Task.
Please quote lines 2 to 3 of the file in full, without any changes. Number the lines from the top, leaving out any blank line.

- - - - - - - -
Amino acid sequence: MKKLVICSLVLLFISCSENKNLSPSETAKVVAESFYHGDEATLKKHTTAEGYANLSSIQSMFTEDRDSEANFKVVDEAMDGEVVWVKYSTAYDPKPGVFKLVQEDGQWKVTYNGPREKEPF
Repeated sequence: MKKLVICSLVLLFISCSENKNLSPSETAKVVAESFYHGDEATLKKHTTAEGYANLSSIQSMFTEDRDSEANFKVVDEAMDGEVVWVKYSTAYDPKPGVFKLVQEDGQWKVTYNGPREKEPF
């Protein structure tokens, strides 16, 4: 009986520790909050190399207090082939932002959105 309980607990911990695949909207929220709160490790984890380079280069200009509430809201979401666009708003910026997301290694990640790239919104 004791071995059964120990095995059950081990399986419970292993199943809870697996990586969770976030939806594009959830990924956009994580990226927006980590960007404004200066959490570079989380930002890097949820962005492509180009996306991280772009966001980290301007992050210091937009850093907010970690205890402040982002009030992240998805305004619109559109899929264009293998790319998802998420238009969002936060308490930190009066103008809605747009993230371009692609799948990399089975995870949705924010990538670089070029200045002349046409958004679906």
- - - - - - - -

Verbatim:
Repeated sequence: MKKLVICSLVLLFISCSENKNLSPSETAKVVAESFYHGDEATLKKHTTAEGYANLSSIQSMFTEDRDSEANFKVVDEAMDGEVVWVKYSTAYDPKPGVFKLVQEDGQWKVTYNGPREKEPF
């Protein structure tokens, strides 16, 4: 009986520790909050190399207090082939932002959105 309980607990911990695949909207929220709160490790984890380079280069200009509430809201979401666009708003910026997301290694990640790239919104 004791071995059964120990095995059950081990399986419970292993199943809870697996990586969770976030939806594009959830990924956009994580990226927006980590960007404004200066959490570079989380930002890097949820962005492509180009996306991280772009966001980290301007992050210091937009850093907010970690205890402040982002009030992240998805305004619109559109899929264009293998790319998802998420238009969002936060308490930190009066103008809605747009993230371009692609799948990399089975995870949705924010990538670089070029200045002349046409958004679906």